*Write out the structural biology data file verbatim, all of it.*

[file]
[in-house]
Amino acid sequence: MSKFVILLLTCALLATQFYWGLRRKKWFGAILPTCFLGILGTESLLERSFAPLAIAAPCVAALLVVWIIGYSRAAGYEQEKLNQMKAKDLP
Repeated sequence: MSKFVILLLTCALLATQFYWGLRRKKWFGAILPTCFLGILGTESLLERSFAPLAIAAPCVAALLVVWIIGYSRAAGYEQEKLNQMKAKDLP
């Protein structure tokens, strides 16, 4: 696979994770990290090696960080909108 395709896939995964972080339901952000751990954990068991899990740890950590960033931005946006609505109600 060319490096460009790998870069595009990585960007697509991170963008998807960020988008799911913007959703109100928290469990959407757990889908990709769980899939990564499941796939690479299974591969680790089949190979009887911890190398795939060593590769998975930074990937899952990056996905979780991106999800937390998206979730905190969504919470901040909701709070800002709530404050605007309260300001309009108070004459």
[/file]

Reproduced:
[in-house]
Amino acid sequence: MSKFVILLLTCALLATQFYWGLRRKKWFGAILPTCFLGILGTESLLERSFAPLAIAAPCVAALLVVWIIGYSRAAGYEQEKLNQMKAKDLP
Repeated sequence: MSKFVILLLTCALLATQFYWGLRRKKWFGAILPTCFLGILGTESLLERSFAPLAIAAPCVAALLVVWIIGYSRAAGYEQEKLNQMKAKDLP
């Protein structure tokens, strides 16, 4: 696979994770990290090696960080909108 395709896939995964972080339901952000751990954990068991899990740890950590960033931005946006609505109600 060319490096460009790998870069595009990585960007697509991170963008998807960020988008799911913007959703109100928290469990959407757990889908990709769980899939990564499941796939690479299974591969680790089949190979009887911890190398795939060593590769998975930074990937899952990056996905979780991106999800937390998206979730905190969504919470901040909701709070800002709530404050605007309260300001309009108070004459």